There is little benefit to be gained from deciphering the ever-moving target of teen speak, which at the present time is greatly influenced by abbreviations used when text messaging. "IDK my BFF Jill," as the popular Cingular wireless commercial once taught us. For the healthcare industry, though, some wireless industry semantics are worth exploring at the risk of remaining known as the industry least likely to adopt new technology.
For example, ask a teenager today what "PDA" means, and you won't enter into a discussion about the glory days of Palm Pilots or the ergonomics of stylii. Instead, you'd likely hear about "public displays of affection."
While physicians, nurses and hospital staff come to grips with the idea that the term "PDA" is no longer appropriate, the telecom industry is already talking about dumping the term that has come to replace it: "smartphone."
A new report from Forrester Research analyst Ian Fogg suggests that the term "smartphone" is no longer helpful because it fails to describe any discernible grouping of today's increasingly "smart" handsets. Many in the healthcare industry still believe the term "PDA" to be a worthwhile constituent of their everyday vocabulary, even though personal digital assistants could include everything from a mobile phone, a handheld video game console and -- soon enough -- next-generation digital cameras.
"A PDA was essentially a mini-computer that was a pocket-sized device," Fogg told mobiheathnews in a recent interview. "'PDA' was a category of devices that basically got killed by the mobile phone in the early 2000s, because the main thing consumers used that device category for was address book, calendar and maybe email. Those things fit naturally into today's mobile phones."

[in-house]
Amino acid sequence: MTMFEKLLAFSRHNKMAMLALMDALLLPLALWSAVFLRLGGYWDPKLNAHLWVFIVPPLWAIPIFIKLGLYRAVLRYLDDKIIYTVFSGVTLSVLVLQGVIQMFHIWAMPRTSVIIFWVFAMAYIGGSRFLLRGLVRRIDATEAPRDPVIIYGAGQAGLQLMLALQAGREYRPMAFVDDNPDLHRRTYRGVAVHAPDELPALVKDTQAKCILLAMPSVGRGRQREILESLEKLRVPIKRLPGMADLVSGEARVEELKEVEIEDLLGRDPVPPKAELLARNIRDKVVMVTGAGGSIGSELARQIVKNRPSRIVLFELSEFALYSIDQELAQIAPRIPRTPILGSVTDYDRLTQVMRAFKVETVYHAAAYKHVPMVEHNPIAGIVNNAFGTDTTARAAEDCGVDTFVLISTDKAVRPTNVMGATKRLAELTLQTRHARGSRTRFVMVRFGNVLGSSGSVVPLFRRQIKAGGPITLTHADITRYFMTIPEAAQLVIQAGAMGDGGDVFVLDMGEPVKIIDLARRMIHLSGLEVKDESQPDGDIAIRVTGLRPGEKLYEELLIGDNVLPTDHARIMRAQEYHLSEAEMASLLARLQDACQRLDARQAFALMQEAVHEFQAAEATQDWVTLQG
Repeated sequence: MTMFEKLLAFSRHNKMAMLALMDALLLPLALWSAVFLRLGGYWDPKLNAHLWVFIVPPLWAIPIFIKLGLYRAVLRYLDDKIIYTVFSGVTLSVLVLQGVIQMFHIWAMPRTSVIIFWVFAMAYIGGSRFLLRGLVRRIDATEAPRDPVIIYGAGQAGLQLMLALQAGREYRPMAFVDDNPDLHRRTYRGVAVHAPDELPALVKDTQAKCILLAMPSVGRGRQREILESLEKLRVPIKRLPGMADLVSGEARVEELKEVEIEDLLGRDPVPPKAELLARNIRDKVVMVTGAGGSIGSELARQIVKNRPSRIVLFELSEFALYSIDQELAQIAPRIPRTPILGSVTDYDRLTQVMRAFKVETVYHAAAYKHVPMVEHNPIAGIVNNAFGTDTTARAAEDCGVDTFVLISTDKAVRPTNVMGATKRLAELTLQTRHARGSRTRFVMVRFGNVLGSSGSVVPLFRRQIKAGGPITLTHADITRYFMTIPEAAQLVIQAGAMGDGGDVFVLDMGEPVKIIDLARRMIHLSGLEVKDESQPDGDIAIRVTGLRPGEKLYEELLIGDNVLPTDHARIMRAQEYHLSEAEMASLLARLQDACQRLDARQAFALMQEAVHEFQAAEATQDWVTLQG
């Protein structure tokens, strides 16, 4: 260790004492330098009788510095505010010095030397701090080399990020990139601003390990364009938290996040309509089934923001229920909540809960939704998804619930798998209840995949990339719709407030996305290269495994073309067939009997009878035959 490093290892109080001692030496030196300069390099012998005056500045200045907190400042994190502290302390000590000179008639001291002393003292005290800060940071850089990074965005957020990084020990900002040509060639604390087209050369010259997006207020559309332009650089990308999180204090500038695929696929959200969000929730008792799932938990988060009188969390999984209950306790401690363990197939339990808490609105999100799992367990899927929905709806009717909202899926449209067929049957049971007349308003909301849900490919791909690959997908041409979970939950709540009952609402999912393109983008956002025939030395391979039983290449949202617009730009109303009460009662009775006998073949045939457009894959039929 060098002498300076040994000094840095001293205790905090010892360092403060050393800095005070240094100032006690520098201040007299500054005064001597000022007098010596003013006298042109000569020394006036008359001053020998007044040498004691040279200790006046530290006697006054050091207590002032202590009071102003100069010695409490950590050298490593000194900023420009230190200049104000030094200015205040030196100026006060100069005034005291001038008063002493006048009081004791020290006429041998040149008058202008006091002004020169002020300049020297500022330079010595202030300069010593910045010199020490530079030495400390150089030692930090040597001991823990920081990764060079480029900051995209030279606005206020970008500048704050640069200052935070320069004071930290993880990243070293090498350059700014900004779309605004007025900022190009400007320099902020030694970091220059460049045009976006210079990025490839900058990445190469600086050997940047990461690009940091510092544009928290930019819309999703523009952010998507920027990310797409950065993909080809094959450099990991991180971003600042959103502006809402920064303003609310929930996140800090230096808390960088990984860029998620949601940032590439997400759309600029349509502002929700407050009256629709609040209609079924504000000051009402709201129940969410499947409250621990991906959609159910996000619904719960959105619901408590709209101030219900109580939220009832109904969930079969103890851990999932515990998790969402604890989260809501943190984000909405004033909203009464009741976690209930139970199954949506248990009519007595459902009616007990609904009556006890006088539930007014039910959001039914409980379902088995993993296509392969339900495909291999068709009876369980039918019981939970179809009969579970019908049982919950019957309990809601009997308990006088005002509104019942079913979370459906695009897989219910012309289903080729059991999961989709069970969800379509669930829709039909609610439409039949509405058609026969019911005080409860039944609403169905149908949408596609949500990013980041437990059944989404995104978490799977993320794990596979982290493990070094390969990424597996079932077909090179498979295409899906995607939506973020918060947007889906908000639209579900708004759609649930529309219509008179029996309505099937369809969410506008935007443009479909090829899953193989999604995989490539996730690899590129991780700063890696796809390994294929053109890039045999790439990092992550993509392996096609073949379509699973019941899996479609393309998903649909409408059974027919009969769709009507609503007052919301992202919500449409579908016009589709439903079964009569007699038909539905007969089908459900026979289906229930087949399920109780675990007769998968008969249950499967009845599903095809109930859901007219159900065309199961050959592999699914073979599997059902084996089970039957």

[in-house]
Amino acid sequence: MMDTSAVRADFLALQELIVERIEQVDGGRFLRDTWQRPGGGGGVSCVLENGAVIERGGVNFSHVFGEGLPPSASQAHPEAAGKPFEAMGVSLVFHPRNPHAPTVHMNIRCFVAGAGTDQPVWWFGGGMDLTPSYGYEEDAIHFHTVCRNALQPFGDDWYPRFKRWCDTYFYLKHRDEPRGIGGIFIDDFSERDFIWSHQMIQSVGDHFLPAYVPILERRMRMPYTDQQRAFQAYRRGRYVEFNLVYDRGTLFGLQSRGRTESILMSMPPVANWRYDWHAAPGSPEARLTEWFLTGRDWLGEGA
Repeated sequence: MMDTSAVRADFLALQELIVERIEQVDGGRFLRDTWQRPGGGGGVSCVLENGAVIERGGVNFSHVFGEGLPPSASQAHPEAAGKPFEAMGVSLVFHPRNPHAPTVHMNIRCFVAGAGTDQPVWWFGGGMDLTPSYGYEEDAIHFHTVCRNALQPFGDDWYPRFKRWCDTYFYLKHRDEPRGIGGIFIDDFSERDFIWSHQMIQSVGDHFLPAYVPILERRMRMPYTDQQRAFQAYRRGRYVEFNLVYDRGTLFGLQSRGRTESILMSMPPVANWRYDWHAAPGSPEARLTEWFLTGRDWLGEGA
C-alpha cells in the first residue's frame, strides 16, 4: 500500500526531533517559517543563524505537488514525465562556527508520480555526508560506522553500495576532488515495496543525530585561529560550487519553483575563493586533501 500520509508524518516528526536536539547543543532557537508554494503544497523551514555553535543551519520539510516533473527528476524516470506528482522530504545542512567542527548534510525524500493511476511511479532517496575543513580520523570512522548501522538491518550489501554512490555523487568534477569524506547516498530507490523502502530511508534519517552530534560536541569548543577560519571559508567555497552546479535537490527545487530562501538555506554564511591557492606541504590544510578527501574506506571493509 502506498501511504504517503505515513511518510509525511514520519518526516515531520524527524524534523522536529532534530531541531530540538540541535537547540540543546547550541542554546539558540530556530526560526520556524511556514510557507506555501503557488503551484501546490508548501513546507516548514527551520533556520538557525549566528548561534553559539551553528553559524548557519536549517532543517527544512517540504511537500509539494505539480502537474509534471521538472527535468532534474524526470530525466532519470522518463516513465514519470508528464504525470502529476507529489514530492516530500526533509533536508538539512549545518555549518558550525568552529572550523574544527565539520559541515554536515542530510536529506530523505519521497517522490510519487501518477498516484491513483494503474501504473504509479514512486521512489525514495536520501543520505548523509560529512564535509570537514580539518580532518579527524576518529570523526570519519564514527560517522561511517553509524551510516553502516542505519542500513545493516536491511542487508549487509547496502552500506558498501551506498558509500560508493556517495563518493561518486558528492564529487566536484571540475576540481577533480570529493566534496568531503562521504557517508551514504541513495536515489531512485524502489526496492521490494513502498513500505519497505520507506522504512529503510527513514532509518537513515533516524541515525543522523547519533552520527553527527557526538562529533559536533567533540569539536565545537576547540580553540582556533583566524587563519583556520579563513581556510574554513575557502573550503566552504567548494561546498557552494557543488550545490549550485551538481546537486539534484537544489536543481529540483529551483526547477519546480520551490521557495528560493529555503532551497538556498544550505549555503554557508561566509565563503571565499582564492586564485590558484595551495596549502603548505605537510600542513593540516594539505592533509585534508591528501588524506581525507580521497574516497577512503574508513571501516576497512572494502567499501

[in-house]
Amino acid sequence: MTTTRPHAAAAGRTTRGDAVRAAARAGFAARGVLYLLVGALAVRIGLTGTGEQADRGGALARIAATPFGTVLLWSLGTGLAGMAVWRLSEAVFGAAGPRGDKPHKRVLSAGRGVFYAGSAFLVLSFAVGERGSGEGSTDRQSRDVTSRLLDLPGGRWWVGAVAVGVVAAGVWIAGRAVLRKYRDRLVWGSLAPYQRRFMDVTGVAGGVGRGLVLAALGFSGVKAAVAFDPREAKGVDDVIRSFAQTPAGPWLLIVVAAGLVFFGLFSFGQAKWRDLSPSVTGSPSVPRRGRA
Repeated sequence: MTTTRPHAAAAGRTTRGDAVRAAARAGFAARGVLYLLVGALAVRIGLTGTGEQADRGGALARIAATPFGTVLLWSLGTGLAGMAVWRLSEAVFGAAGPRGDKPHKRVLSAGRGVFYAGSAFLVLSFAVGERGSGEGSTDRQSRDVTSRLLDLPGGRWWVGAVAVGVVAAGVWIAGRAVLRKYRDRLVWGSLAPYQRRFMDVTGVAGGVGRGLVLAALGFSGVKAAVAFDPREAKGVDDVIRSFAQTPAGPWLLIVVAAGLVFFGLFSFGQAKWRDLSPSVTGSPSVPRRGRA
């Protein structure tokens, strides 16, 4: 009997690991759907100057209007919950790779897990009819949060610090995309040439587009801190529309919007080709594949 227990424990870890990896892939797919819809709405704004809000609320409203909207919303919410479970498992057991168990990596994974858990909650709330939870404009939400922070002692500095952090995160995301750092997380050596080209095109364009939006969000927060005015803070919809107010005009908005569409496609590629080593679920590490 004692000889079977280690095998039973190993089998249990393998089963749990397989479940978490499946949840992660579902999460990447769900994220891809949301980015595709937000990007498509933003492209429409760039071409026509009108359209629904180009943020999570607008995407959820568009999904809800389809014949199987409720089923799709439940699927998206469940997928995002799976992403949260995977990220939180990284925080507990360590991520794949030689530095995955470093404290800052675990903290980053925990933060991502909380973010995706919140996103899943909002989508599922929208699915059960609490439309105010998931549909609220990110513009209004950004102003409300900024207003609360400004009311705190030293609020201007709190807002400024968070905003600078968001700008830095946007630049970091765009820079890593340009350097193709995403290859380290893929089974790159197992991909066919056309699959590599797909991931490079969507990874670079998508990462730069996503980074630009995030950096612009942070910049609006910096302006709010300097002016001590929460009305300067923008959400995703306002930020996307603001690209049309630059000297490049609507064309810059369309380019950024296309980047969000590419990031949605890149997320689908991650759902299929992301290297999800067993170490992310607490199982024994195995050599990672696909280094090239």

Fogg points out that Palm, which led the PDA space while it existed, no longer makes new PDA models and hasn't for years. Windows Mobile-based PDA makers like Dell called it quits on PDAs a few years back too, Fogg noted. Most of the applications available on the legacy PDA platforms are now available from the application stores run by various phone makers and wireless carriers.
Fogg contends that the reason the use of PDAs and the term itself has persisted in the healthcare industry might be that many hospitals and other places of care have long banned the use of mobile phones. Since PDAs do not have cellular connectivity, they have been acceptable. The ban stemmed from fears of interference with medical equipment, but thanks to newer technology and a diligent FCC, many bans on wireless technology and devices in clinical settings have been lifted.
So, what happened to the term "smartphone?" In his report, Fogg pokes holes in each of the various ways people have attempted to define "smartphone." People point to specific features of a phone to determine whether it's a smartphone: "Specifically to having an MP3 player, having a Web browser and having a good enough camera," Fogg explained. "The problem with that is if you look at all the so-called 'feature phones' that the industry does not call smartphones they are all getting better and better cameras... better browsers... and even touch screens."
Most phones look pretty "smart" to consumers these days, Fogg concludes.
Wonder what they think when their doctor consults a handy PDA?